The Nixon Memo: Political Respectability, Russia, and the Press

Overview

An absorbing example of political journalism, The Nixon Memo is a case study of Richard Nixon's relentless quest for political rehabilitation. At issue is the key role of this former president of the United States (best known for his involvement in the famous "watergate" scandal) in the post-cold war debate about aiding Russia in its uncertain revolution.

The story begins on March 10, 1992. Nixon had written a private memo critical of president George Bush's policy toward ...

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Overview

An absorbing example of political journalism, The Nixon Memo is a case study of Richard Nixon's relentless quest for political rehabilitation. At issue is the key role of this former president of the United States (best known for his involvement in the famous "watergate" scandal) in the post-cold war debate about aiding Russia in its uncertain revolution.

The story begins on March 10, 1992. Nixon had written a private memo critical of president George Bush's policy toward Russia. The memo leaked and exploded on the front page of The New York Times. Why would Nixon attack Bush, a fellow party member fighting for re-election? Why on an issue of foreign affairs, which was Bush's strength? The questions are as intriguing as the answers, and distinguished journalist and scholar Marvin Kalb offers a suspenseful, eye-opening account of how our conventional wisdom on United States foreign policy is shaped by the insider's game of press/politics.

This story of Nixon's Machiavellian efforts to pressure the White House, by way of the press, into helping Boris Yeltsin and Russia sheds new light on the inner workings of the world inside the government of the United States. Marvin Kalb read the documents behind the Nixon memo and interviewed scores of journalists, scholars, and officials in and from Washington and Moscow. Drawing on his years of experience as a diplomatic correspondent, he identifies and illuminates the intersection of press and politics in the fashioning of public policy.

"An absorbing and often compelling argument that Richard Nixon directed his own political rehabilitation on the world stage, using presidents, lesser politicians, and the press as his supporting cast. This is a first-class job of unraveling a complex and usually unseen tapestry."—Ted Koppel

"With Marvin Kalb's captivating account, Richard Nixon continues to fascinate us even in death."—Al Hunt

An absorbing example of political journalism, The Nixon Memo is a case study of Richard Nixon's relentless quest for political rehabilitation. At issue is the key role he played during his final years in the post-cold-war debate about aiding Russia. Drawing on his years of experience as a diplomatic correspondent, Kalb identifies and illuminates the intersection of press and politics in the fashioning of public policy.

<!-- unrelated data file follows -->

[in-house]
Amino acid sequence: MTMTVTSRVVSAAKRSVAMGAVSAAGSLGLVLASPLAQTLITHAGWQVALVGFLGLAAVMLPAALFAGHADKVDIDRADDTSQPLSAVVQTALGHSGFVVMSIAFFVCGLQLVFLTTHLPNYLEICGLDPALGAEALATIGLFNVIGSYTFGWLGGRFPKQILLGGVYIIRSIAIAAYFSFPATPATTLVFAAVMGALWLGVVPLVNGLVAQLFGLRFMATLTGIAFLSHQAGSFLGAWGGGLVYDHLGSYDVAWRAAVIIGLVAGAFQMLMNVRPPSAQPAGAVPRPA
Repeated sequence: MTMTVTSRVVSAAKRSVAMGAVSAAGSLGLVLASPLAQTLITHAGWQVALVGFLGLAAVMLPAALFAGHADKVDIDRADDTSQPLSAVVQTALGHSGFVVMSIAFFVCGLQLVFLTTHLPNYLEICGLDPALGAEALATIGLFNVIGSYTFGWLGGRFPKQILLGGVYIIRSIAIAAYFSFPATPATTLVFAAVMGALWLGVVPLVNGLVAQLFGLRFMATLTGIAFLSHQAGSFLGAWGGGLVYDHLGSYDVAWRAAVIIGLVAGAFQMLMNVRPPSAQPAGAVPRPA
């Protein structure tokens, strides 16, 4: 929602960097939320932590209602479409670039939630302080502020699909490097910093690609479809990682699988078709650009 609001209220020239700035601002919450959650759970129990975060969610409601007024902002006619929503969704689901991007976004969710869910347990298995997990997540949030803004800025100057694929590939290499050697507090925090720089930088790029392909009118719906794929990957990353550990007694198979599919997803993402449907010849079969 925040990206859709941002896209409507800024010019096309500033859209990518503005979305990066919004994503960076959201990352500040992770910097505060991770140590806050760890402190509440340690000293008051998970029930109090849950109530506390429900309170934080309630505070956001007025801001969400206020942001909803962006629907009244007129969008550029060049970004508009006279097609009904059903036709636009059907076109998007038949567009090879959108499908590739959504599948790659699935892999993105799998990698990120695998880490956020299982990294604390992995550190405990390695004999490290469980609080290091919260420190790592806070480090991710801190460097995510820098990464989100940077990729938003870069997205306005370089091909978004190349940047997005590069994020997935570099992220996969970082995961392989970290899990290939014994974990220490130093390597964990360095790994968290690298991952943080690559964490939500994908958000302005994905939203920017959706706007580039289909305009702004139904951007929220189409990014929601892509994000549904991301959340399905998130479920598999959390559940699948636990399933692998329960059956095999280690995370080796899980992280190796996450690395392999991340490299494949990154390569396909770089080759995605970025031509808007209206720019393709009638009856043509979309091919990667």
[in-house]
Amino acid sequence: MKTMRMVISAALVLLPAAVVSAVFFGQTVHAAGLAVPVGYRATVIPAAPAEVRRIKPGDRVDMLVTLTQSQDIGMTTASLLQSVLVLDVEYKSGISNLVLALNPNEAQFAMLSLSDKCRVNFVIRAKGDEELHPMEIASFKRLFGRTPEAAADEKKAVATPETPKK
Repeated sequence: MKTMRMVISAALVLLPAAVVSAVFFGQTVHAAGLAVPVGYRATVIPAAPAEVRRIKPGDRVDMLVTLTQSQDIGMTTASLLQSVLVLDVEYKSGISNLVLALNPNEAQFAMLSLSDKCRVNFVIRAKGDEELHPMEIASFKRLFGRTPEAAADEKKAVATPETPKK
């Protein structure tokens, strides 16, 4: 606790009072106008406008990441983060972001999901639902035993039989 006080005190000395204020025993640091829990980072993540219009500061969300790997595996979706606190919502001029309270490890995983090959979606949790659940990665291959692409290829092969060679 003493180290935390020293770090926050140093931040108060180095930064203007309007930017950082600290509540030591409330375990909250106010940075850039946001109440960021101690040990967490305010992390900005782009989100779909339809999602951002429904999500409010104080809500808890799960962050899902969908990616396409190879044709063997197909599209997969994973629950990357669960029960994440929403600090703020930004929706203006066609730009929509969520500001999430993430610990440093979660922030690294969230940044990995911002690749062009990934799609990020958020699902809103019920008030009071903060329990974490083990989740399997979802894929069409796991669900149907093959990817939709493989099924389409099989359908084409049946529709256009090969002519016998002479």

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Editorial Reviews

Library Journal
Political aficionados will immediately recognize Kalb's name because of his long career as a political analyst for CBS and NBC. Now director of Harvard University's Joan Shorenstein Barone Center on the Press, Politics and Public Policy, he provides here a case study of media, politics, and policy formulation revolving around a memo Richard Nixon wrote and leaked to national media. Critical of the Bush administration for not being more proactive on generating financial support for Russia's fledgling Yeltsin government, the memo circulated during a crunch time for Bush, who was trying to beat back a challenge from the political right led by Pat Buchanan. Kalb portrays Nixon's Byzantine intrigues and courting of the press, which he had so often excoriated, as the efforts of a man who was obsessed with being in the public eye and who longed to regain the elder statesman respectability he lost after Watergate. Kalb interviewed numerous journalists, scholars, and public officeholders to make this most interesting case. Excellent reading for political pros, academic analysts, and the C-SPAN crowd.-Frank Kessler, Missouri Western State Coll., St. Joseph
Booknews
A March 1992 memo critical of George Bush's policies toward the former Soviet Union lies at the center of this analysis of how insiders shape American foreign policy. Richard Nixon's private memo, leaked to The New York Times as his fellow Republican fought for re-election, was part of a Machiavellian effort to use the press to pressure the White House into helping Boris Yeltsin and Russia. Journalist and media scholar Kalb read the documents involved and interviewed reporters and government officials in Washington and Moscow to illuminate the intersection of press and politics in fashioning public policy. Annotation c. Book News, Inc., Portland, OR booknews.com
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Product Details

Table of Contents

Acknowledgments
1. The Idea
2. "I'm One of the Most Hated"
3. "To Give History a Nudge"
4. Bingo!
5. "Who Lost Russia?"
6. Enter the Press
7. The Conference: First, Nixon . . .
8. The Conference: . . . and Then Bush
9. "The Tide Turning"
10. The Ultimate Irony
11. Shadow Minister
12. The Final Nixon
Epilogue: Memories of Watergate
Appendix: The Nixon Memo (March 1992)
—How to Lose the Cold War
Bibliography
Index

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